This trial is evaluating whether Sleep deprivation will improve 3 primary outcomes, 5 secondary outcomes, and 5 other outcomes in patients with Inflammation. Measurement will happen over the course of Baseline and immediately after sleep deprivation.
This trial requires 40 total participants across 1 different treatment group
This trial involves a single treatment. Sleep Deprivation is the primary treatment being studied. Participants will all receive the same treatment. There is no placebo group. The treatments being tested are not being studied for commercial purposes.
"There is an elevated level of sleep debt in families with an history of child morbidity, but not in the control families. The level of sleep debt is not related to the incidence of morbidity in the family." - Anonymous Online Contributor
"Among the general population, daytime tiredness is very common, while sleepiness is associated with significant impairments in safety-critical tasks among nightshift workers. In all, sleep debt is associated with a wide range of health problems. Because sleep debt and associated impairments are exacerbated by daytime functioning, and the association between sleep debt and impairment and impairments are greater during the night than during the day, sleep debt should be considered a major public health concern." - Anonymous Online Contributor
"There do not appear to be differences in the sleep debt between those who recover from insomnia and those who do not. There was no relationship between poor recovery and sleep debt, which questions the notion that sleep debt is a cause of insomnia. There were no differences between the participants who were successfully treated for insomnia and those who became chronically sleep deprived." - Anonymous Online Contributor
"In the United States, sleep debt is often treated using sleep hygiene techniques such as exercise, sleep restriction, and sleep restriction therapy. Furthermore, sleep recovery sleep is commonly prescribed to reduce the number of sleepless days in order to reduce sleep debt. Finally, there are many alternative therapies that have been shown to reduce sleep debt, including relaxation therapy and cognitive behavior therapy." - Anonymous Online Contributor
"About 24 million Americans spend an average of 6 hours or less in 5 days a week. About 5 million spend less than 30 minutes per night sleeping, and another 9 million spend between 80 and 114 minutes per night. With nearly two-thirds of American adults sleeping less than 40 minutes or more than 114 minutes a night, sleep debt is prevalent in the United States and merits careful attention." - Anonymous Online Contributor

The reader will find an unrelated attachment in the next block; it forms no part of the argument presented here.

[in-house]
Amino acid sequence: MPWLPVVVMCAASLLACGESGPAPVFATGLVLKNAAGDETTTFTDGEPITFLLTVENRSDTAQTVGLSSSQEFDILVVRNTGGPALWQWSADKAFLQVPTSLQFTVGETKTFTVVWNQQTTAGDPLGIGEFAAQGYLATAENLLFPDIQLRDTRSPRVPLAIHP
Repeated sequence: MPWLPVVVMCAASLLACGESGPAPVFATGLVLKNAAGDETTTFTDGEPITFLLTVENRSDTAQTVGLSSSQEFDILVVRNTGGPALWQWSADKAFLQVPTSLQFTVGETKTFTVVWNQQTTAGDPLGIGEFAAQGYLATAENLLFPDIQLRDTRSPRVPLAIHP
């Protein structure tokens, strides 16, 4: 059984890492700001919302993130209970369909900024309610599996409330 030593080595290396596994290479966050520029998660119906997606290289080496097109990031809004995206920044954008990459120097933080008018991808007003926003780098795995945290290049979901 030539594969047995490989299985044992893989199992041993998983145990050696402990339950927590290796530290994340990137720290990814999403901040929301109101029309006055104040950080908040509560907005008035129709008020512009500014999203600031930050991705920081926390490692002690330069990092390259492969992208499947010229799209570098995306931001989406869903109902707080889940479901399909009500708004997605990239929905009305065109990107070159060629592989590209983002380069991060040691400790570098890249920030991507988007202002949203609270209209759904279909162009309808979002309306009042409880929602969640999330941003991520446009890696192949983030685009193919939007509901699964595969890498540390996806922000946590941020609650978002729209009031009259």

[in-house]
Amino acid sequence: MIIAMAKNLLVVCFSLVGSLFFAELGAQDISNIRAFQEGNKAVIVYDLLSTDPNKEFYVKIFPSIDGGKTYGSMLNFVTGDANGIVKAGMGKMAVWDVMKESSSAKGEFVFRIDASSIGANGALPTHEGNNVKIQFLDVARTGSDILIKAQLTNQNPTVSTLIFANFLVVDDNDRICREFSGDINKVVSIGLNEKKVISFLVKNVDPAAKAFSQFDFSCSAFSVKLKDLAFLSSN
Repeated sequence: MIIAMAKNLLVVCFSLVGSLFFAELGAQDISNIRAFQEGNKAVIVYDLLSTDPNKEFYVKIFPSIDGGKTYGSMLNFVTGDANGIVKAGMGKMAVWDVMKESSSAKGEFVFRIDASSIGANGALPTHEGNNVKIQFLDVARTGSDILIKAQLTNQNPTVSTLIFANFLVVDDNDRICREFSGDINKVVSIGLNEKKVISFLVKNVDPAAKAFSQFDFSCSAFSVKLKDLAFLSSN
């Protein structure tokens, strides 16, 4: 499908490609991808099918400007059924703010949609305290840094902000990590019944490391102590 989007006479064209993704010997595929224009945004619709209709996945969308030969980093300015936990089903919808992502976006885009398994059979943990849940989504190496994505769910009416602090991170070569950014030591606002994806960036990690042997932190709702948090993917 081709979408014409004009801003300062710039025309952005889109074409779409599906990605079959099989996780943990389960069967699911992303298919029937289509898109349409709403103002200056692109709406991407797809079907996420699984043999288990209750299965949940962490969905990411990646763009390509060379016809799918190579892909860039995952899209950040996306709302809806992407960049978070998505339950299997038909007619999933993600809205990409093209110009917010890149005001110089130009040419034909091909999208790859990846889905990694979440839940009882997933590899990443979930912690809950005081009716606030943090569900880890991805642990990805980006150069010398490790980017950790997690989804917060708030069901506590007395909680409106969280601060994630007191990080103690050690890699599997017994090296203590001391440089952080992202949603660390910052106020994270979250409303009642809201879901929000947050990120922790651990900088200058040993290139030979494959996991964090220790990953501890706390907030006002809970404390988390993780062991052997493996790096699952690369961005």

"It seems that sleep debt has its peak early every day, a trait associated with insomnia and an increased propensity to developing sleep debt. The sleep debt model can account for the circadian rhythm of sleep debt and its influence on the course of circadian sleep debt." - Anonymous Online Contributor
"Sleep debt is a common issue, with frequent sleep disruption that can lead to decreased work efficiency and increased risk of occupational injury, which puts people at greater risk for heart disease, diabetes, and some cancers." - Anonymous Online Contributor
"Among older individuals with sleep debt, sleep duration was shorter for many days. Sleep debt should be considered by physicians when evaluating insomnia in older individuals." - Anonymous Online Contributor
"Results have shown that sleep debt and excessive sleepiness is associated with increased use of technology and other technological devices. Sleep debt could be the primary cause of sleep debt. Future research should be done to determine if reducing use of technology during the evening can lead to an increase in sleep debt." - Anonymous Online Contributor
"There is a growing need for information on the seriousness of sleep debt and for treatments for it. Such information is often lacking but it is critical for patients and their caregivers to be aware of this growing threat." - Anonymous Online Contributor
"In the present exploratory study, participants with sleep debt reported lower overall QoL (as measured by SWALQ) and higher stress than did their non-deprived counterparts. Additionally an increase in subjective sleep quality for the sleep deprivation group relative to the non-deprived group was a significant finding that may lead to further study of objective measures related to QoL in future studies." - Anonymous Online Contributor
"These current advances are highly promising for the future in this therapeutic area. Further investigations are needed to establish the ultimate therapeutic efficacy and dosage in order to develop safe and effective methods." - Anonymous Online Contributor